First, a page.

Renters! What’s in Your Utility Bill? The Devil is in the Details!

Utility Wakeup Call in Texas

Renters, have you ever wondered what you are paying for in your utility bill? Well, perhaps it is time to look. While we weren’t looking, the billion-dollar Utility Billing Industry has been formed assisting the Landlord in creating additional income. This is how they do it.

The Utility Billing Industry

In my last post, we discussed the New Landlord [not mom n’ pop operators] but those associated with the shared operating platform. For the new Landlord, it’s more important than ever to work with a utility advisor who understands how to navigate the complex utility world. For example, Amye Baker, VP of RealPage Utility Management, states that for Property Managers, saving money on utilities can be done simply by understanding legal compliance. A comprehensive utility management program opens opportunities to reduce expenses and recover more money from their tenants.

Companies like UB West and American Utility Management offer unconventional methods of utility billing options.

Let’s begin with a couple of definitions:

What are Common Area Maintenance (CAM) costs?

Common Areas of an apartment community include areas available to all community members including drive-ways, walk ways, parking spaces, club-house accommodations, the office, and facilities and these areas incur operating costs. Historically, these costs were the responsibility of the property owners.

What is Ratio Utility Billing System (RUBS)?

RUBS is the process landlords use to calculate a tenant’s utility consumption based on factors such as square footage, number of bedrooms, and /or occupants’ number.

Today, landlords are using alternative methods to calculate those utility assessments for their tenants. New Property Managers like Apartment Management Consultants (AMC), promise the property owners that they will pass up to 98% of all common area expenses to their tenants.

So, how are the managers capturing those charges from their tenants? Per Figure 3, for the most part, they are utilizing the utility systems as the means of capture. We will turn our attention to a study from Ohio and California to better understand this program and how it works.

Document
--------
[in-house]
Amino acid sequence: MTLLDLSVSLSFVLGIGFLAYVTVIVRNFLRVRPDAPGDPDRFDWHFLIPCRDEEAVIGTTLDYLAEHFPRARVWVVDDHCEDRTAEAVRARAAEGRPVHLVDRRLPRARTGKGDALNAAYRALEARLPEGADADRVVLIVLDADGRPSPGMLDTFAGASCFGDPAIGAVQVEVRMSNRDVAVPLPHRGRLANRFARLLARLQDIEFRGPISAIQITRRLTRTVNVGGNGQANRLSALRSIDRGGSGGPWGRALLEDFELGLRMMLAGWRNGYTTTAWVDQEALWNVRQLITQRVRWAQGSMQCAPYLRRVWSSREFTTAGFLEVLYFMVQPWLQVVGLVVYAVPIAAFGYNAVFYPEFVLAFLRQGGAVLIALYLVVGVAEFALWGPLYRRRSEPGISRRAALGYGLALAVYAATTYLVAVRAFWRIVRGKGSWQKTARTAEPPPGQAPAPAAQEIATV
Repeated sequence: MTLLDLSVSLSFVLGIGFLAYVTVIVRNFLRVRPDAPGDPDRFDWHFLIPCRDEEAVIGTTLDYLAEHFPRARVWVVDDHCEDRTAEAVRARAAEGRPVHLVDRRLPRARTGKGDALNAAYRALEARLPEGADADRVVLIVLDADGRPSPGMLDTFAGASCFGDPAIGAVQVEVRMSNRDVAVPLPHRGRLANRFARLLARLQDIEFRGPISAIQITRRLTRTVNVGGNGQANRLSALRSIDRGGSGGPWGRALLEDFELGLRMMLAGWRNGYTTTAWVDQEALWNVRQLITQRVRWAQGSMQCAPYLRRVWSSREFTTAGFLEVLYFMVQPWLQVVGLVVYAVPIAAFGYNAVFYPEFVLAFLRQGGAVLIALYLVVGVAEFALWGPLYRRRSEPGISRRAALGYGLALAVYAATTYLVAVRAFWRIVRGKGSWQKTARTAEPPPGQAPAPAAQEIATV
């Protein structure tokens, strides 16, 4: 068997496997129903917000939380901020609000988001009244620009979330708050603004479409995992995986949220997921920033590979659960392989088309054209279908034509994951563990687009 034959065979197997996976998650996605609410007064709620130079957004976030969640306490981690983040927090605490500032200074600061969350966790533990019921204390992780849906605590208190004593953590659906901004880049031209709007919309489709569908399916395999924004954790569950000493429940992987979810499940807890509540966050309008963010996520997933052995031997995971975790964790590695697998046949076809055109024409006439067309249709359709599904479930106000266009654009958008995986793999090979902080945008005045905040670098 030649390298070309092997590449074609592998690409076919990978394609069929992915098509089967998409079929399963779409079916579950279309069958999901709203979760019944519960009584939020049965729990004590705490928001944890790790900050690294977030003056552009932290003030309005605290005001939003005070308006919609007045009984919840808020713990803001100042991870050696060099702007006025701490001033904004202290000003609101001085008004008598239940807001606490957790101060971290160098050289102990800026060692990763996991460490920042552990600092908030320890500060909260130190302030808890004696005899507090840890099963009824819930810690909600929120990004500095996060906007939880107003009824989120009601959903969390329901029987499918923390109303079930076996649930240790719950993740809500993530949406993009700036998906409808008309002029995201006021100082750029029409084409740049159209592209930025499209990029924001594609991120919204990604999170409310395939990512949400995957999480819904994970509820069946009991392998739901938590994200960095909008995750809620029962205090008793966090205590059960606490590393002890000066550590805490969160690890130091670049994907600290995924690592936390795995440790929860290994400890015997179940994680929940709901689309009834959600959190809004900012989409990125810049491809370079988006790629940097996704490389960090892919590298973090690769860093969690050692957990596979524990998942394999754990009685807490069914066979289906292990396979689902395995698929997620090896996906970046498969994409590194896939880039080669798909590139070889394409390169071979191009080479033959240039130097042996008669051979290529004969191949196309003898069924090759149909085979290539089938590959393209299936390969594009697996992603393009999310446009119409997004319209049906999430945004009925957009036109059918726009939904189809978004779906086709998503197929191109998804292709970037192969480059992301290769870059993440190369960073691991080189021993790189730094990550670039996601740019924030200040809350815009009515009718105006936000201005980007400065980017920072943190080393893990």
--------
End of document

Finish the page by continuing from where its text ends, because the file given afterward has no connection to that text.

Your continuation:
The Ohio Study

Here’s how it typically works

Per Figure 1, The Property Manager sells the utility meters and distribution system within an apartment complex to a holding company typically made up of the same property owners or the hired management company. It then buys electricity or water, or both, from utilities and re-sells them to tenants, at those inflated prices, and with fees.

Figure 1, Utilities are Purchased by Middlemen and resold to their tenants

Dan Gearino reported in the Columbus Dispatch that their Ohio study found residents pay mark-ups of 5 percent to 40 percent when their landlords enter into contracts with submeter companies. And that doesn’t include a host of submeter fees, which can easily exceed $30 a month, according to sources.

Figure 2. US Map of Utility Regulations by type

Source: The Columbus Dispatch, October, 2013,

They can operate this program because most apartments receive one bill for the services. The property managers are the only party involved in the distribution methodologies. In many states, this type of utility resale is banned by law or rule. That leaves, per Figure 2, just a few other states where it is allowed: Alabama, Georgia, Kansas, Ohio, Pennsylvania, South Carolina, Utah, and Washington.

How they Disclose their Utility Billing Programs

Buried in the lease addendums, per Figure 3, the landlords admit they are charging the RUBS directly to the tenants via the utility billing statements.

Figure 3. Notice to Tenant of right to Charge CAM—hidden deep in the contract

Figure 4 provides a copy of a real billing statement which details how the CAM is captured. In short, the tenants are entirely unaware that they are paying excessive utility billings.

Figure 4.Where the RUBS show up on the Tenant Rental Statement

“We’re being victimized,” said Dustin Flowers; his most recent bill was 23 percent more than it would have been at the regulated price. “I’ve lost sleep over this.”

“they pretty much told me that I don’t have a choice, and this is how it is,” said Rachelle Sexton. Her August bill was $176.24, which was 30 percent more than she would have paid for the same usage at regulated prices.

see Bibliography

How do they accomplish this? Legions of Lawyers and a Massive Database

RealPage’s in-house legal team is the largest, most experienced in the industry. Furthermore, they maintain a national database of every state, county, municipal laws, ordinances, and regulations, including those covering submetering, billing, and energy management.

“With RealPage in your corner, you don’t have to worry about keeping up with changing regulations either—that’s our job.”

Rest assured, they are monitoring and responding to legislative activity to represent their interests.


The AI technology is driven by massive amounts of data that have been trained to maximize profits for the property owner. A case in point is Minnesota, like many states, where the laws are unclear regarding what landlords can charge in fees when compiling utility statements. A recent court case rendered the following verdict: